Last week I reviewed Playing to Win (Martin & Lafley), in which they told the story what happened when Proctor & Gamble developed some really interesting technology (a genuinely stronger plastic for trash bags). They knew what they had would be valued by consumers.
The question was, what could they do with it? It wasn’t a market segment they were in currently, and the existing players could be expected to respond aggressively to their entrance.
There were probably people within P&G who would have relished taking on that challenge, but in the end they partnered with Clorox (makers of Glad bags) to get the product onto the market, in a joint venture that’s been highly profitable, and heralded as an example of co-innovation.
(It would be interesting to read some case studies of similar ideas of joint ventures that foundered on poor communication, ego, or other human factors… the account in Playing to Win suggests some of those perils were present in this situation as well…)
As I’ve noted before, part of strategic decision-making is saying no to things. Focus is absolutely key.
When evaluating new opportunities, or even evolving environments for existing lines of business, though, it can be particularly difficult to hold onto this idea.
What if someone else does it instead of us?
Well, what if? If it doesn’t have strategic fit with you, why would it matter if someone else does it?
If the answer is “It would be devastating” then you should take another look at whether you can do it yourself. Or could you partner with them? Co-market? Use as a benefit to your clients or members?
If there’s a not-soon-changeable reason (such as requiring economies of scale or larger reach than you have/can acquire) to make it work, then it’s time to take a good look at your strategic sustainability.
But if your strategic problems are so fundamental, they will most definitely not be solved by launching or propping an unprofitable or unsuccessful venture, in an arena where you can not win.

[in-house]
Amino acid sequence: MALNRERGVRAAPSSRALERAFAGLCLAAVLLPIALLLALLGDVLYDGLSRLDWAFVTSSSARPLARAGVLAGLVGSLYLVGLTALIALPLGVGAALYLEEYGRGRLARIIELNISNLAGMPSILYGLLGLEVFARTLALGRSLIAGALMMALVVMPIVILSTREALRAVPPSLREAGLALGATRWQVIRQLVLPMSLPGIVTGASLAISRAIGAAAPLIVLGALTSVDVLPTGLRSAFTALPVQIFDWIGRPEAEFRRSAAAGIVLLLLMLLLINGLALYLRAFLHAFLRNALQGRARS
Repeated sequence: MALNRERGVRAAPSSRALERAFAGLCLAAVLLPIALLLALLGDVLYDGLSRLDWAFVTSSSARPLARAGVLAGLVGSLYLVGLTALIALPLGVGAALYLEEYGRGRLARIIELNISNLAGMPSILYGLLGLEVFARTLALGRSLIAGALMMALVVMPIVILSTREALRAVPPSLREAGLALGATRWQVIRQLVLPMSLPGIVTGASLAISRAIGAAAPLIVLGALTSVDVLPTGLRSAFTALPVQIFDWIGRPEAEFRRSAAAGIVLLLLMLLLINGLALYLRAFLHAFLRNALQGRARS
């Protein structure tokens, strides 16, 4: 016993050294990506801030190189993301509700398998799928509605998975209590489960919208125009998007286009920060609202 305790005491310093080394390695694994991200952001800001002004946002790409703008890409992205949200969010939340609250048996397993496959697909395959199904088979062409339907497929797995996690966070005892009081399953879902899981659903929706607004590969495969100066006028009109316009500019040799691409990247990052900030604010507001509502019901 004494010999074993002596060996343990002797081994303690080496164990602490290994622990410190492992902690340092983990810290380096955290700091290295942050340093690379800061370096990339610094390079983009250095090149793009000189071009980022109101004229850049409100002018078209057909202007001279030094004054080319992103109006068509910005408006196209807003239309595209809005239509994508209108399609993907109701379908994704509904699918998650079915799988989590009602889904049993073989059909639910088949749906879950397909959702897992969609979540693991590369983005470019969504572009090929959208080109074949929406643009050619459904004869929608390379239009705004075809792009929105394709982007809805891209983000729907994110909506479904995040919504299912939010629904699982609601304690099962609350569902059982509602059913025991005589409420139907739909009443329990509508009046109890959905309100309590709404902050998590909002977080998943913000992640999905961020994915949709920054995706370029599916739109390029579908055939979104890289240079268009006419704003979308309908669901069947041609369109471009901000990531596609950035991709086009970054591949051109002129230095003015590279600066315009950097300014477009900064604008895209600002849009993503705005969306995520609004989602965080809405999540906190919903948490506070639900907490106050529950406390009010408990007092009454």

Uh-oh, someone fell in love with the idea
Sometimes a great deal of creativity and effort has gone into developing ideas. Sometimes everyone in the room wants to live in the world where this idea has worked.
It can be hard to acknowledge when it’s time to let it go.
One of the suggestions in Playing to Win is identify what you would have to believe to think this was a good idea – what proof points would you need? And then go test these points, starting with the one you have the least confidence in. That way, you may eliminate ideas more quickly, but also more objectively, helping to build commitment to the decisions being made.
Someone else should go for it
At one point I was exploring a business idea with some partners. We liked and trusted each other, we could see the potential in the business idea, we had some track record in this kind of thing, and we thought there was a real opportunity.
But when it came time to start testing the concept, we were hesitant to actually get in there, enlisting others to help us prove the model. We backed away, conferred, and realized that, while we still felt it was an interesting business opportunity for someone, it wasn’t our little group that had the capabilities or motivation to bring it to fruition. A (potentially) great idea, but not for us.
We decided to put it on the back burner and pursued the other opportunities in front of us, separately. Through that whole process, though, we gained a sense of each other as trustworthy, which may yield fruit at some point in the future.
The process of exploration can take us in all sorts of directions, and it’s important not to lose sight of that in the immediate aftermath of what might have been a difficult decision not to pursue an idea.
If you’d like to discuss the evaluation of new or existing strategic opportunities (or threats), please get in touch.